By Ezra Klein and Evan Soltas
Here’s a bit of context for Attorney General Eric Holder’s decision to encourage federal prosecutors to charge low-level drug offenders with less severe crimes (thanks to Dylan Matthews and Brad Plumer for doing a lot of the spade work here):
– The U.S. prison population is more than 2.4 million.
– That’s more than quadrupled since 1980.
– That means more than one out of every 100 American adults is behind bars.
– About 14 percent of the prison population is in federal prison — that’s the group Holder is talking about.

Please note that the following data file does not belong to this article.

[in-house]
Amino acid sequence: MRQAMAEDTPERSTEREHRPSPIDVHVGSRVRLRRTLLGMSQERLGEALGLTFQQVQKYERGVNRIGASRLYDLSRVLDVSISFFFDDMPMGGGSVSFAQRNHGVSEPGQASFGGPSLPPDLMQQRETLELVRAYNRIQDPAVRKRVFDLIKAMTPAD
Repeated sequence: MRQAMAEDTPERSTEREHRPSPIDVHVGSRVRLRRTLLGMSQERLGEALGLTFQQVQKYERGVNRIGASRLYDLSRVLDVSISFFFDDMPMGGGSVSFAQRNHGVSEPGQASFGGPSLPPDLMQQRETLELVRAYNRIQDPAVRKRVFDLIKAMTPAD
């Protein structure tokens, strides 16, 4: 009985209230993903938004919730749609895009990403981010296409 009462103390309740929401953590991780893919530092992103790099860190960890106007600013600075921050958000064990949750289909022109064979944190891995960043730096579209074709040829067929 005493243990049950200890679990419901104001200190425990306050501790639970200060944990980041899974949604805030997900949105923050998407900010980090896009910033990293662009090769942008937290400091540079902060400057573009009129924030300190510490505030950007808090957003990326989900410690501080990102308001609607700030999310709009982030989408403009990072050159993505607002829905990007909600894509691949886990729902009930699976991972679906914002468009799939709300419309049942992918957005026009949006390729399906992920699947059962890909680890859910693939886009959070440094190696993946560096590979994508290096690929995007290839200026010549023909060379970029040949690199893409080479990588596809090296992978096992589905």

– The single largest driver in the increase in the federal prison population since 1998 is longer sentences for drug offenders.
– The average inmate in minimum-security federal prison costs $21,000 each year. The average inmate in maximum-security federal prisons costs $33,000 each year.
– Federal prison costs are expected to rise to 30 percent of the Department of Justice’s budget by 2020.
– Sens. Dick Durbin, Pat Leahy, Mike Lee, and Rand Paul have all endorsed legislation to give federal judges more flexibility when sentencing non-violent offenders. Holder backs the bill, too.
– The most serious charge against 51 percent of those inmates is a drug offense. Only four percent are in for robbery and only one percent are in for homicide.